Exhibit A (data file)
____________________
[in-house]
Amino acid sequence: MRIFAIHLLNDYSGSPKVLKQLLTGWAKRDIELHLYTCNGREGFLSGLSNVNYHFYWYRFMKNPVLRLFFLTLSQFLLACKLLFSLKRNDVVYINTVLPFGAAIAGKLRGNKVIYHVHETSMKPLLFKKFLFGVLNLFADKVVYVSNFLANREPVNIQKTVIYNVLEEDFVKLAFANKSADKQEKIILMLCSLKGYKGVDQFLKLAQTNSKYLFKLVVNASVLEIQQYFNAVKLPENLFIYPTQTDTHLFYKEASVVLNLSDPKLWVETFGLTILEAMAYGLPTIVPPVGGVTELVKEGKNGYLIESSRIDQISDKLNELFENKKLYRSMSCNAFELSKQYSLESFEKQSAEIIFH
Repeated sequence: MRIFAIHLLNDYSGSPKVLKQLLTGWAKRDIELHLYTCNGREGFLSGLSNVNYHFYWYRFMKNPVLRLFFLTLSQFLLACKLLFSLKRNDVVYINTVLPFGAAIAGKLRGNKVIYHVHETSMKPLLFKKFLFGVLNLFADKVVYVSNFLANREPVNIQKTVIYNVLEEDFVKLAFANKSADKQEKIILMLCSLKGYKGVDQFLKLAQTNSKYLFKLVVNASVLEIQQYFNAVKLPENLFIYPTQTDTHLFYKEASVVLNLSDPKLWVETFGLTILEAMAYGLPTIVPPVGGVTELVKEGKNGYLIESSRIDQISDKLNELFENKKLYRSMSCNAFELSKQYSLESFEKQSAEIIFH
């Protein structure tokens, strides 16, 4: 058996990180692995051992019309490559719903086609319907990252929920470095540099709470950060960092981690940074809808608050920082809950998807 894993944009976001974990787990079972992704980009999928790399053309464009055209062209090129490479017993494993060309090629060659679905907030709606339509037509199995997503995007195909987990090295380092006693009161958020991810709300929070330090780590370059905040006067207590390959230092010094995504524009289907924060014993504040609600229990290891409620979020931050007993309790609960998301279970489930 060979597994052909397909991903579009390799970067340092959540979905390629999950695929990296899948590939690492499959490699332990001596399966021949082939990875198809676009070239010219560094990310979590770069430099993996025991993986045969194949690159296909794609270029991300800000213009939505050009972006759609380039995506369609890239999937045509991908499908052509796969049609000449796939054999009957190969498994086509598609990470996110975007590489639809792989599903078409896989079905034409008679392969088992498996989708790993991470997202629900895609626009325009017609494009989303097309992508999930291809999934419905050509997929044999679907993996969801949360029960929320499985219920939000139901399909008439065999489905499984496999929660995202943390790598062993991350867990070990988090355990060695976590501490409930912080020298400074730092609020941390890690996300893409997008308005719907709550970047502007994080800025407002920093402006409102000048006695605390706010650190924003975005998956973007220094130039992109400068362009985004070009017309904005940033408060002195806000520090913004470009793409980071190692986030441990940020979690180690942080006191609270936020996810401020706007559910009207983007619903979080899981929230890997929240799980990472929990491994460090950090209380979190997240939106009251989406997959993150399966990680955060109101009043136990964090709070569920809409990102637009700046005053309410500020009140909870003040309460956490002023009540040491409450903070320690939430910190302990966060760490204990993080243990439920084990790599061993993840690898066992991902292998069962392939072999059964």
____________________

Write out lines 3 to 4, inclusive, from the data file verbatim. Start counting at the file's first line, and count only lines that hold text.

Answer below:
Repeated sequence: MRIFAIHLLNDYSGSPKVLKQLLTGWAKRDIELHLYTCNGREGFLSGLSNVNYHFYWYRFMKNPVLRLFFLTLSQFLLACKLLFSLKRNDVVYINTVLPFGAAIAGKLRGNKVIYHVHETSMKPLLFKKFLFGVLNLFADKVVYVSNFLANREPVNIQKTVIYNVLEEDFVKLAFANKSADKQEKIILMLCSLKGYKGVDQFLKLAQTNSKYLFKLVVNASVLEIQQYFNAVKLPENLFIYPTQTDTHLFYKEASVVLNLSDPKLWVETFGLTILEAMAYGLPTIVPPVGGVTELVKEGKNGYLIESSRIDQISDKLNELFENKKLYRSMSCNAFELSKQYSLESFEKQSAEIIFH
């Protein structure tokens, strides 16, 4: 058996990180692995051992019309490559719903086609319907990252929920470095540099709470950060960092981690940074809808608050920082809950998807 894993944009976001974990787990079972992704980009999928790399053309464009055209062209090129490479017993494993060309090629060659679905907030709606339509037509199995997503995007195909987990090295380092006693009161958020991810709300929070330090780590370059905040006067207590390959230092010094995504524009289907924060014993504040609600229990290891409620979020931050007993309790609960998301279970489930 060979597994052909397909991903579009390799970067340092959540979905390629999950695929990296899948590939690492499959490699332990001596399966021949082939990875198809676009070239010219560094990310979590770069430099993996025991993986045969194949690159296909794609270029991300800000213009939505050009972006759609380039995506369609890239999937045509991908499908052509796969049609000449796939054999009957190969498994086509598609990470996110975007590489639809792989599903078409896989079905034409008679392969088992498996989708790993991470997202629900895609626009325009017609494009989303097309992508999930291809999934419905050509997929044999679907993996969801949360029960929320499985219920939000139901399909008439065999489905499984496999929660995202943390790598062993991350867990070990988090355990060695976590501490409930912080020298400074730092609020941390890690996300893409997008308005719907709550970047502007994080800025407002920093402006409102000048006695605390706010650190924003975005998956973007220094130039992109400068362009985004070009017309904005940033408060002195806000520090913004470009793409980071190692986030441990940020979690180690942080006191609270936020996810401020706007559910009207983007619903979080899981929230890997929240799980990472929990491994460090950090209380979190997240939106009251989406997959993150399966990680955060109101009043136990964090709070569920809409990102637009700046005053309410500020009140909870003040309460956490002023009540040491409450903070320690939430910190302990966060760490204990993080243990439920084990790599061993993840690898066992991902292998069962392939072999059964």